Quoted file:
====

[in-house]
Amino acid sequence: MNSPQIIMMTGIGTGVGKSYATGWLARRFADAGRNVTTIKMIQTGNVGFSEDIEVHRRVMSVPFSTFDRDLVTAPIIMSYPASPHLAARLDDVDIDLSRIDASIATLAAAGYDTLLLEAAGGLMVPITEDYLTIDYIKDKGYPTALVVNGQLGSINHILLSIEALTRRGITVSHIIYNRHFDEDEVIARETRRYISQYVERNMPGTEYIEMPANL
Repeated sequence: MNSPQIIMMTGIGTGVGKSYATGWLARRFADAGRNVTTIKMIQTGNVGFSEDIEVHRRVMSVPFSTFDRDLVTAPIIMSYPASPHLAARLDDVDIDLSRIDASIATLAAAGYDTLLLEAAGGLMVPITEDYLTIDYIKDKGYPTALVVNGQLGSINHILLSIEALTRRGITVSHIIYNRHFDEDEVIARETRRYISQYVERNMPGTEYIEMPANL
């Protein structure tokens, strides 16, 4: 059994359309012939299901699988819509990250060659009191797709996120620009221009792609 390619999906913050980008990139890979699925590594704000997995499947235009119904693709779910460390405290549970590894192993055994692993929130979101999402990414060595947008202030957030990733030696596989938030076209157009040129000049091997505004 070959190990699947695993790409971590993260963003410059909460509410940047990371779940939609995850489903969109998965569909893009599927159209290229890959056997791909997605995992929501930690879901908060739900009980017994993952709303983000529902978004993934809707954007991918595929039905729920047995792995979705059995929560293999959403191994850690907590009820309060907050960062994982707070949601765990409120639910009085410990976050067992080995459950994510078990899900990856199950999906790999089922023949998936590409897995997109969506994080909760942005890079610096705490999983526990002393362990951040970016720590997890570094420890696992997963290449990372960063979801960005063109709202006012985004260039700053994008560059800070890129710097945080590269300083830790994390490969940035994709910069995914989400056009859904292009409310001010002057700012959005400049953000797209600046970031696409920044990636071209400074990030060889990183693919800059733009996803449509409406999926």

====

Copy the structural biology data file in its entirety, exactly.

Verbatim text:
[in-house]
Amino acid sequence: MNSPQIIMMTGIGTGVGKSYATGWLARRFADAGRNVTTIKMIQTGNVGFSEDIEVHRRVMSVPFSTFDRDLVTAPIIMSYPASPHLAARLDDVDIDLSRIDASIATLAAAGYDTLLLEAAGGLMVPITEDYLTIDYIKDKGYPTALVVNGQLGSINHILLSIEALTRRGITVSHIIYNRHFDEDEVIARETRRYISQYVERNMPGTEYIEMPANL
Repeated sequence: MNSPQIIMMTGIGTGVGKSYATGWLARRFADAGRNVTTIKMIQTGNVGFSEDIEVHRRVMSVPFSTFDRDLVTAPIIMSYPASPHLAARLDDVDIDLSRIDASIATLAAAGYDTLLLEAAGGLMVPITEDYLTIDYIKDKGYPTALVVNGQLGSINHILLSIEALTRRGITVSHIIYNRHFDEDEVIARETRRYISQYVERNMPGTEYIEMPANL
């Protein structure tokens, strides 16, 4: 059994359309012939299901699988819509990250060659009191797709996120620009221009792609 390619999906913050980008990139890979699925590594704000997995499947235009119904693709779910460390405290549970590894192993055994692993929130979101999402990414060595947008202030957030990733030696596989938030076209157009040129000049091997505004 070959190990699947695993790409971590993260963003410059909460509410940047990371779940939609995850489903969109998965569909893009599927159209290229890959056997791909997605995992929501930690879901908060739900009980017994993952709303983000529902978004993934809707954007991918595929039905729920047995792995979705059995929560293999959403191994850690907590009820309060907050960062994982707070949601765990409120639910009085410990976050067992080995459950994510078990899900990856199950999906790999089922023949998936590409897995997109969506994080909760942005890079610096705490999983526990002393362990951040970016720590997890570094420890696992997963290449990372960063979801960005063109709202006012985004260039700053994008560059800070890129710097945080590269300083830790994390490969940035994709910069995914989400056009859904292009409310001010002057700012959005400049953000797209600046970031696409920044990636071209400074990030060889990183693919800059733009996803449509409406999926």